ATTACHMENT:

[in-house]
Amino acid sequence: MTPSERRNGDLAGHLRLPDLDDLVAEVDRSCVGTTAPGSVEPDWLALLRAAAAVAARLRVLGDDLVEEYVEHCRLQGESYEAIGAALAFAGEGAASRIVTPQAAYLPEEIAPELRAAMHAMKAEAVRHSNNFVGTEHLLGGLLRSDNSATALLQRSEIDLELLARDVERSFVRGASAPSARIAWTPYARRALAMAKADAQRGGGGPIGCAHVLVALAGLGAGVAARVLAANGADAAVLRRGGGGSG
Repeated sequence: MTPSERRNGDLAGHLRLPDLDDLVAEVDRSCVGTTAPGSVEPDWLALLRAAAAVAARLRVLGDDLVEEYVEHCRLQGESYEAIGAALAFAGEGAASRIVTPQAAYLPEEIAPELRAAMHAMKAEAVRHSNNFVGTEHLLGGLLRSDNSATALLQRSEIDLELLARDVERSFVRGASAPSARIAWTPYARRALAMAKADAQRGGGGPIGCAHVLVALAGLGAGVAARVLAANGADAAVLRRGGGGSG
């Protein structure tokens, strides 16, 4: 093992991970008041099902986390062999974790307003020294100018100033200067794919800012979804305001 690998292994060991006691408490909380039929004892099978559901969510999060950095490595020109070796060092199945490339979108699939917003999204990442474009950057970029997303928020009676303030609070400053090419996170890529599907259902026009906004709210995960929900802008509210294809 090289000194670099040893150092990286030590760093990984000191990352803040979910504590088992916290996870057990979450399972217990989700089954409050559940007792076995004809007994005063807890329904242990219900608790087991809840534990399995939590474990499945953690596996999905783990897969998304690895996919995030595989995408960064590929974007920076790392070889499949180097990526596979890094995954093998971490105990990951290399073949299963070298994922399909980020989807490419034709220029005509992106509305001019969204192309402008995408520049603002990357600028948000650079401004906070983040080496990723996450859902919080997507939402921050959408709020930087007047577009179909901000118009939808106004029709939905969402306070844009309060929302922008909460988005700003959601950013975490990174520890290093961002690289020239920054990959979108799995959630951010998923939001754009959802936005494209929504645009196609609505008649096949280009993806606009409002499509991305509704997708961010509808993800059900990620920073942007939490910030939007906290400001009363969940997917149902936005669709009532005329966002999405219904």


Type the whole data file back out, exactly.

[in-house]
Amino acid sequence: MTPSERRNGDLAGHLRLPDLDDLVAEVDRSCVGTTAPGSVEPDWLALLRAAAAVAARLRVLGDDLVEEYVEHCRLQGESYEAIGAALAFAGEGAASRIVTPQAAYLPEEIAPELRAAMHAMKAEAVRHSNNFVGTEHLLGGLLRSDNSATALLQRSEIDLELLARDVERSFVRGASAPSARIAWTPYARRALAMAKADAQRGGGGPIGCAHVLVALAGLGAGVAARVLAANGADAAVLRRGGGGSG
Repeated sequence: MTPSERRNGDLAGHLRLPDLDDLVAEVDRSCVGTTAPGSVEPDWLALLRAAAAVAARLRVLGDDLVEEYVEHCRLQGESYEAIGAALAFAGEGAASRIVTPQAAYLPEEIAPELRAAMHAMKAEAVRHSNNFVGTEHLLGGLLRSDNSATALLQRSEIDLELLARDVERSFVRGASAPSARIAWTPYARRALAMAKADAQRGGGGPIGCAHVLVALAGLGAGVAARVLAANGADAAVLRRGGGGSG
């Protein structure tokens, strides 16, 4: 093992991970008041099902986390062999974790307003020294100018100033200067794919800012979804305001 690998292994060991006691408490909380039929004892099978559901969510999060950095490595020109070796060092199945490339979108699939917003999204990442474009950057970029997303928020009676303030609070400053090419996170890529599907259902026009906004709210995960929900802008509210294809 090289000194670099040893150092990286030590760093990984000191990352803040979910504590088992916290996870057990979450399972217990989700089954409050559940007792076995004809007994005063807890329904242990219900608790087991809840534990399995939590474990499945953690596996999905783990897969998304690895996919995030595989995408960064590929974007920076790392070889499949180097990526596979890094995954093998971490105990990951290399073949299963070298994922399909980020989807490419034709220029005509992106509305001019969204192309402008995408520049603002990357600028948000650079401004906070983040080496990723996450859902919080997507939402921050959408709020930087007047577009179909901000118009939808106004029709939905969402306070844009309060929302922008909460988005700003959601950013975490990174520890290093961002690289020239920054990959979108799995959630951010998923939001754009959802936005494209929504645009196609609505008649096949280009993806606009409002499509991305509704997708961010509808993800059900990620920073942007939490910030939007906290400001009363969940997917149902936005669709009532005329966002999405219904």